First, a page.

The City of Medicine Hat says it will soon reach its goal to end chronic homelessness.

The city's program does not aim to empty the emergency shelters permanently, but rather to have fewer people staying in them for long periods of time.

The municipality set March 2015 as its deadline five years ago.

Since then, it's housed 848 people, including 275 children.

"We have a definition here in Medicine Hat. And our definition is that within 10 days of us recognizing that you don't have a home, be it you're sleeping outside, or you're couch-surfing, or you come to us for help, within 10 days we'll find you a place," said Mayor Ted Clugston.

Through the voluntary program, people are placed in affordable housing and connected to other services, including employment counselling, addictions support, and mental health programs.

The 10-day target is still not being met, said Jaime Rogers, who manages the Medicine Hat Community Housing Society.

"We can hit it for a few days, but we're not there yet," she said.

Still, there are other signs of success.

The Salvation Army's 30-bed facility, which used to be packed regularly, now serves half the number of people it did five years ago, said Maj. Murray Jaster.

'I didn't have to sleep outside any more.'

One man who got help through the housing program says he's now able to rebuild his life. CBC News agreed not to reveal his name.

He lived in an A-frame he built with fallen branches and a shower curtain for five months last year, until someone at a shelter told him about the housing program.

"I really can't express into words what it felt like to know that I had found a home and that I didn't have to sleep outside anymore. In Medicine Hat, we should be proud," the man said.

The hardest part to fix

Medicine Hat's housing program has a 72 per cent success rate.

Not everyone is able to stick with it.

Chris Husler enrolled with the housing program five years ago when it began, and has been in and out of it ever since.

The former pipefitter was evicted from his last place at Christmas.

"I hit drugs and I kinda put a few holes in the wall. It was a drug that I've never, ever taken before and I kind of had a bit of a reaction to that," Husler said. "Scared the heck out of me."

Husler says now he's working on staying sober and repairing the damage.

"When it comes to addiction, I would say that's probably the hardest part to fix. It's really hard to hold the reins on that," he said.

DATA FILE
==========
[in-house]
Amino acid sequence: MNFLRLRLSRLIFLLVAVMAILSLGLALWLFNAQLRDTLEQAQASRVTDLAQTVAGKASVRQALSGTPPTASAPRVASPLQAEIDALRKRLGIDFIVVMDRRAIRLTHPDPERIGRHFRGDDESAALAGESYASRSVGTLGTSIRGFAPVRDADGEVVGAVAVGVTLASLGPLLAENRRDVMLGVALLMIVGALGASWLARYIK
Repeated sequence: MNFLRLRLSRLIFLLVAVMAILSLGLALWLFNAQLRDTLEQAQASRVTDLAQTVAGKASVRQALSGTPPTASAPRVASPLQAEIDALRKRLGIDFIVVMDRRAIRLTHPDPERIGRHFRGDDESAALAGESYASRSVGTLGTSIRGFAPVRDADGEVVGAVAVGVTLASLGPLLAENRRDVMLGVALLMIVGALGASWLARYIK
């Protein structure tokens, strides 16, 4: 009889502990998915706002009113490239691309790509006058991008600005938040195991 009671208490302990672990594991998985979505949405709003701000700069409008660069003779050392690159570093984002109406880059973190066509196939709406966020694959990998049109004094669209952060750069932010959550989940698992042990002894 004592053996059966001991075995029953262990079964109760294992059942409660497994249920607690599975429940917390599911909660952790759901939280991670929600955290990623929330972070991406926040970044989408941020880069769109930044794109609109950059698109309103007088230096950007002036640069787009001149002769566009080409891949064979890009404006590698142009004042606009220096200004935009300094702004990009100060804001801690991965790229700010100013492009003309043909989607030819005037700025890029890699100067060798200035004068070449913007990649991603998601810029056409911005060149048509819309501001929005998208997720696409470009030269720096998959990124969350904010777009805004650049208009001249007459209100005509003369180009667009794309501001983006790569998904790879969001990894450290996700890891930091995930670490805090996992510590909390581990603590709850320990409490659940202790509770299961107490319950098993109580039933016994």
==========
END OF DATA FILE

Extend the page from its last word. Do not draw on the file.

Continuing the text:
Husler is staying at the Medicine Hat shelter, but he plans to try again with the housing program.

"Most definitely it is the best program out there right now. Who knows? I could be dead, right," he said.

Clugston says he understands why people might question his city's approach to homelessness.

When he was a city councillor, he was a vocal critic of the housing program.

"I was one of those people that would have said, you know, why would we reward someone like this, who's been given something for free and they've destroyed it," he said.

Clugston is now a self-described convert. "The thing is it's still cheaper to give them a home and then deal with their problems afterwards, be it mental health, addictions … both, rather than just try to put a Band-Aid on it," he said.

"This person is going to end up in our emergency room, is going to end up in our hospitals, is going to end up in our judicial system, is going to end up in our police station, and it costs the taxpayers hundreds of thousands of dollars."

Six other cities in Alberta, including Calgary, are trying to tackle homelessness using a similar approach.

Tim Richter, president of the Canadian Alliance to End Homelessness and former head of the Calgary Homeless Foundation, says Medicine Hat is a success story other communities can learn from.

"They have focused on ending homelessness, as opposed to managing it and just sort of accepting that it's there," he said.

"They set clear priorities. They set themselves a deadline. They're building a system of care where all of the agencies in that system, all the key players in that system are coordinated on the objective of ending homelessness, which is very smart."

The city is confident it will hit its target this year, if not in March, then sometime in 2015.